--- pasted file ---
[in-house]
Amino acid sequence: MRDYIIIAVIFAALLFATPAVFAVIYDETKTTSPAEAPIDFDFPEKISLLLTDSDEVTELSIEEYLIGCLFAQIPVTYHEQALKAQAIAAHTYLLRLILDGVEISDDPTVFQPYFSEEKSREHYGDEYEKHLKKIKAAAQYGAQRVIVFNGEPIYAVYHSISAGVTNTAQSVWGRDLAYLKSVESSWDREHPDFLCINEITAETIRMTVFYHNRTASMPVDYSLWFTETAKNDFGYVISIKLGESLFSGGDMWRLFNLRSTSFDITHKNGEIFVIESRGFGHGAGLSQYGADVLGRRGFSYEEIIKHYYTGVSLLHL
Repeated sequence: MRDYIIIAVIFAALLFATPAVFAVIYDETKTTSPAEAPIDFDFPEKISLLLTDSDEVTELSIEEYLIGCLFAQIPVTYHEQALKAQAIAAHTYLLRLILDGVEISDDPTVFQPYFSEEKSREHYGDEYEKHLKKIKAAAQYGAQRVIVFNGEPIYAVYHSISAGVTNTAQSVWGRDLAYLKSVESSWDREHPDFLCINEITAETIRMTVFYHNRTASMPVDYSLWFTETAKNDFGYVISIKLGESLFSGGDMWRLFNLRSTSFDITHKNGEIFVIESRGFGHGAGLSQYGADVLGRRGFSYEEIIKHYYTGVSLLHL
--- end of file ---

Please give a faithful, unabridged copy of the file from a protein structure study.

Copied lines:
[in-house]
Amino acid sequence: MRDYIIIAVIFAALLFATPAVFAVIYDETKTTSPAEAPIDFDFPEKISLLLTDSDEVTELSIEEYLIGCLFAQIPVTYHEQALKAQAIAAHTYLLRLILDGVEISDDPTVFQPYFSEEKSREHYGDEYEKHLKKIKAAAQYGAQRVIVFNGEPIYAVYHSISAGVTNTAQSVWGRDLAYLKSVESSWDREHPDFLCINEITAETIRMTVFYHNRTASMPVDYSLWFTETAKNDFGYVISIKLGESLFSGGDMWRLFNLRSTSFDITHKNGEIFVIESRGFGHGAGLSQYGADVLGRRGFSYEEIIKHYYTGVSLLHL
Repeated sequence: MRDYIIIAVIFAALLFATPAVFAVIYDETKTTSPAEAPIDFDFPEKISLLLTDSDEVTELSIEEYLIGCLFAQIPVTYHEQALKAQAIAAHTYLLRLILDGVEISDDPTVFQPYFSEEKSREHYGDEYEKHLKKIKAAAQYGAQRVIVFNGEPIYAVYHSISAGVTNTAQSVWGRDLAYLKSVESSWDREHPDFLCINEITAETIRMTVFYHNRTASMPVDYSLWFTETAKNDFGYVISIKLGESLFSGGDMWRLFNLRSTSFDITHKNGEIFVIESRGFGHGAGLSQYGADVLGRRGFSYEEIIKHYYTGVSLLHL